A hoop house is just what it sounds like: a series of large hoops covered with greenhouse plastic that create a tunnel in which food can be grown. Like greenhouses, hoop houses can be used for a variety of agricultural use cases that require warmth from the sun and cool air from the winds. That being said, there are some differences between the two growing apparatuses.
Hoop Houses vs. Greenhouses
It’s worth pointing out the difference between growing in a hoop house, vs. growing in a greenhouse as different uses may require different needs.
In hoop houses, everything is grown from the ground.
Though greenhouses may contain raised tables or beds for growing, hoop houses do not. Hoop houses are designed so that crops can be grown directly in the ground.
Hoop houses do not use reflective ground cover.
Greenhouses usually contain black reflective ground cover that reflects heat onto any seeds growing on the tables. This isn’t necessary for a hoop house where seeds are not planted above the ground, but in it.
Hoop houses are only heated by the sun.
Unlike greenhouses which typically rely on heaters to keep temperatures consistent year-round, hoop houses use only the power of the sun, harnessing its warmth and reflecting it onto the soil.
Hoop houses can be used year-round.
Though greenhouses can only be used in the shoulder seasons (late winter-early spring), hoop houses can be used year-round. This is because greenhouses are traditionally used only when extra heat is needed—and thus they aren’t needed in the summer. By contrast, a shade cover can be added to a hoop house to protect crops from excess sun in the summer—thus providing additional benefits greenhouses do not supply.
A Few Things You Can Do with a Hoop House
If you’ve decided that a hoop house is the way to go, here are a few things you can do with it:
Extend your growing season.
You don’t have to wait until spring to plant your first crops of the season. With a hoop house, cold-tolerant plants—such as salad greens, herbs, radishes, turnips, carrots, and beets—can be seeded mid-February without problems. In cooler climates, a lower hoop house may be used to provide a little extra coverage from the cold.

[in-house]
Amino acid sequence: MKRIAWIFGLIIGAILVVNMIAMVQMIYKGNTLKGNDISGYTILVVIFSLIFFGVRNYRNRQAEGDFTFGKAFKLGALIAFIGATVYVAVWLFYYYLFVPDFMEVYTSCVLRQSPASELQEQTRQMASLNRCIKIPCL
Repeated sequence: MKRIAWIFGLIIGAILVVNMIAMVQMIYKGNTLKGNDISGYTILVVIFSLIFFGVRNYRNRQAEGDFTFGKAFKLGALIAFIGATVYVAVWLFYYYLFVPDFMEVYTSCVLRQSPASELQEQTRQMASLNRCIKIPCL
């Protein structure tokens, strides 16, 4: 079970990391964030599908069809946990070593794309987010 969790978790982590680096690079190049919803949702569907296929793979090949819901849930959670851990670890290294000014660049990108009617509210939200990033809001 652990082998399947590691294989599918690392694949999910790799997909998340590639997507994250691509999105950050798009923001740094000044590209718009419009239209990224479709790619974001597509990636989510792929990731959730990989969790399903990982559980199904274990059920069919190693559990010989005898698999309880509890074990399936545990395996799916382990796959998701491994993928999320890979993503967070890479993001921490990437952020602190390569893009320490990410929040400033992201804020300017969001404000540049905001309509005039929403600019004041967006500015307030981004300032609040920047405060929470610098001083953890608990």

Shade summer vegetables.
Certain heat-tolerant crops may require a little extra shade in the summertime, and it’s easy enough to provide that using an existing hoop house structure. Simply replace half of the cover with shade cloth and make sure there are enough sprinklers in the ground to keep vegetables cool. This works well for a variety of vegetables including lettuces.
Grow vegetables that require unique microclimates.
Those living in the north and accustomed to planting northern varieties may want to start experimenting with vegetables more commonly grown closer to the equator (such as tomatoes, peppers, and the like). By adding a hoop house to the mix, farmers can turn up the heat on a portion of their property.
Because most hoop houses are easily transportable, they’re perfect to protect budding bushes that may be planted during landscaping. Simply situate the hoop house over weather susceptible plants or bushes and remove it when plants are stable enough to survive on their own.
Create a chicken coop.
By adding poultry netting to a hoop house frame, the same structure that protects plants can be used to protect a chicken coop or aviary.
Shade cloth can be used to provide shade for orchids or other flowering plants that may be being grown to sell as cut flowers.
Here's What You Need to Build a Hoop House
No matter what the intended use of your hoop house, they are surprisingly simple to build
. BTL Liners carries 8-mil and 12-mil woven greenhouse material that can be custom fabricated to any size. The amount of UV transfer desired will dictate whether you need 8-mil or 12-mil material.
and we’ll get you set-up with everything you need to create the hoop house of your dreams.